Now, that we have established that it is definitely worth it to spend some time on your IA, we can learn more about the assignment itself. Let’s start by analyzing the grading criteria.

 

Criterion Analysis

 

Criterion A – Presentation (0-4 points)

The "presentation" criterion evaluates the organization and coherence of the exploration. It emphasizes a clear and logical structure with well-integrated sections - introduction, body, and conclusion (more on that later) - while ensuring the inclusion of relevant visuals within the main text rather than as appendices. The criterion also promotes conciseness by discouraging unnecessary repetitions and irrelevant details (very important too!). Basically, show what you have to, and only that.

How to score well?

 

Criterion B – Mathematical Communication (0-4 points)

Criterion B evaluates how well students use appropriate mathematical language, notation, and multiple forms of representation such as graphs and tables. It emphasizes clarity and logical presentation, allowing for software-generated notation but encouraging diverse mathematical expressions where suitable.

How to score well?

 

Criterion C – Personal Engagement (0-3 points)

This criterion grades your choice of the topic, and how well it fits in your interests. It is important to show the examiners that you are deeply interested in the topic of your choice, and you decided to use your IA to even further deepen your knowledge on the topic.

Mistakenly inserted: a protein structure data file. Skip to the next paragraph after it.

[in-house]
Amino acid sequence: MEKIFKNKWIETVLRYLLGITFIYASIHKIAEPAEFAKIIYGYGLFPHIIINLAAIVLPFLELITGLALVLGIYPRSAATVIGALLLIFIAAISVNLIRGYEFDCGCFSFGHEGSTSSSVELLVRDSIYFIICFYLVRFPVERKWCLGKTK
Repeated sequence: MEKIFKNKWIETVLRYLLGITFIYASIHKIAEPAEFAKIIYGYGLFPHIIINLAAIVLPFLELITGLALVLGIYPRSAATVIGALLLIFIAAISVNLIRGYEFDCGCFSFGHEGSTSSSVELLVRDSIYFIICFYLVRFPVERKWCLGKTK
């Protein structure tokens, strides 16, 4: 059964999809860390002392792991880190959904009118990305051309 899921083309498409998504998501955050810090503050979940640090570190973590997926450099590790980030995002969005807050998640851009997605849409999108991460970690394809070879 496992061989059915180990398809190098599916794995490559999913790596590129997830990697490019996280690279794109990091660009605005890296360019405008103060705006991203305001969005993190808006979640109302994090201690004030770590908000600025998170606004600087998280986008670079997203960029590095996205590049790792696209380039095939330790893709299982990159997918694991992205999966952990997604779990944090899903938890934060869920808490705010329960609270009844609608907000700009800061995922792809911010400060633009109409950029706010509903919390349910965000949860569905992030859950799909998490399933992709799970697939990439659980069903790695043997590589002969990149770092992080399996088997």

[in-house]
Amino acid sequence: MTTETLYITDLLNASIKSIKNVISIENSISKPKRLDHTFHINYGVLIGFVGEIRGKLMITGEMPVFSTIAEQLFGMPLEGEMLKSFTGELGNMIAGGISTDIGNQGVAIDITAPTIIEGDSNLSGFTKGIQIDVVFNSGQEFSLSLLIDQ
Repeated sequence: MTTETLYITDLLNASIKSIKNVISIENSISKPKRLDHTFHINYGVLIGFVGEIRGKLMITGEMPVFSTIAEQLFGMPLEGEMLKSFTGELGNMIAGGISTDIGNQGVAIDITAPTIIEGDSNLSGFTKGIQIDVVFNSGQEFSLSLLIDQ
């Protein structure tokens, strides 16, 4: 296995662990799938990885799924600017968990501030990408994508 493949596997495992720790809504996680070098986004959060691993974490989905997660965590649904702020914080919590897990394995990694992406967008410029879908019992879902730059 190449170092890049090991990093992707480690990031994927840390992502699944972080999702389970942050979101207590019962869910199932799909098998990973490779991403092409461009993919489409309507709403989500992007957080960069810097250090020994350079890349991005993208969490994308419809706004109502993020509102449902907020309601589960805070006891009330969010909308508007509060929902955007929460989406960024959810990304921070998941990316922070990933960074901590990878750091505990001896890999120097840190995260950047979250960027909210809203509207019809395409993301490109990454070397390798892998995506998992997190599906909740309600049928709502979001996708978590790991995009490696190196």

How to score well?

 

Criterion D – Reflection (0-3 points)

This criterion assesses how well students reflect on their mathematical findings obtained in the IA, including their approach to problem-solving, the validity of their results, their conclusions, limitations, and implications.

How to score well?

 

Criterion E – Use of Mathematics (0-6 points)

Criterion E is the most important part of your IA grading. In summary, Criterion E assesses the mathematical precision of the IA. It evaluates the complexity, accuracy, and appropriateness of the mathematical techniques and concepts used in the exploration.